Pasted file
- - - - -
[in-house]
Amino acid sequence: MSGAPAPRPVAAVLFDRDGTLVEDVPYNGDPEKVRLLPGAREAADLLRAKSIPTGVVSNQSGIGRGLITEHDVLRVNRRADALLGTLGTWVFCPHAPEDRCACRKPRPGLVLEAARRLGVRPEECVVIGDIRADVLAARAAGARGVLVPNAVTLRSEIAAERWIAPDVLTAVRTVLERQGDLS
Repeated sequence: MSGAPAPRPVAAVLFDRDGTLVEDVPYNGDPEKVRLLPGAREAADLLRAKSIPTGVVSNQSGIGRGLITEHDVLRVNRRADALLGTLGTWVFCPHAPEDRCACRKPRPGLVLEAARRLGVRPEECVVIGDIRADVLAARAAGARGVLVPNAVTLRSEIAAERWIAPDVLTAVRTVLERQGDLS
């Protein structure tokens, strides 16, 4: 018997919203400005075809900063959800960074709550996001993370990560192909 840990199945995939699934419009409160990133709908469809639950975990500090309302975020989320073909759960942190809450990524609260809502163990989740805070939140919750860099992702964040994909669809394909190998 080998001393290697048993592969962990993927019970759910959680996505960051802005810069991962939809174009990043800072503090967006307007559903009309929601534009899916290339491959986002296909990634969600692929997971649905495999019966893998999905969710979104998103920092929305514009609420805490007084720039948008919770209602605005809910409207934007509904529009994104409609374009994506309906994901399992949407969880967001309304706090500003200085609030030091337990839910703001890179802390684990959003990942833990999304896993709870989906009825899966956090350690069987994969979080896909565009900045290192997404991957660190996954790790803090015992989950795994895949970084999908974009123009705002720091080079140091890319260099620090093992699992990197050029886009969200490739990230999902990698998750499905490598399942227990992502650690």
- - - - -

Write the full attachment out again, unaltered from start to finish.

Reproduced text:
[in-house]
Amino acid sequence: MSGAPAPRPVAAVLFDRDGTLVEDVPYNGDPEKVRLLPGAREAADLLRAKSIPTGVVSNQSGIGRGLITEHDVLRVNRRADALLGTLGTWVFCPHAPEDRCACRKPRPGLVLEAARRLGVRPEECVVIGDIRADVLAARAAGARGVLVPNAVTLRSEIAAERWIAPDVLTAVRTVLERQGDLS
Repeated sequence: MSGAPAPRPVAAVLFDRDGTLVEDVPYNGDPEKVRLLPGAREAADLLRAKSIPTGVVSNQSGIGRGLITEHDVLRVNRRADALLGTLGTWVFCPHAPEDRCACRKPRPGLVLEAARRLGVRPEECVVIGDIRADVLAARAAGARGVLVPNAVTLRSEIAAERWIAPDVLTAVRTVLERQGDLS
């Protein structure tokens, strides 16, 4: 018997919203400005075809900063959800960074709550996001993370990560192909 840990199945995939699934419009409160990133709908469809639950975990500090309302975020989320073909759960942190809450990524609260809502163990989740805070939140919750860099992702964040994909669809394909190998 080998001393290697048993592969962990993927019970759910959680996505960051802005810069991962939809174009990043800072503090967006307007559903009309929601534009899916290339491959986002296909990634969600692929997971649905495999019966893998999905969710979104998103920092929305514009609420805490007084720039948008919770209602605005809910409207934007509904529009994104409609374009994506309906994901399992949407969880967001309304706090500003200085609030030091337990839910703001890179802390684990959003990942833990999304896993709870989906009825899966956090350690069987994969979080896909565009900045290192997404991957660190996954790790803090015992989950795994895949970084999908974009123009705002720091080079140091890319260099620090093992699992990197050029886009969200490739990230999902990698998750499905490598399942227990992502650690």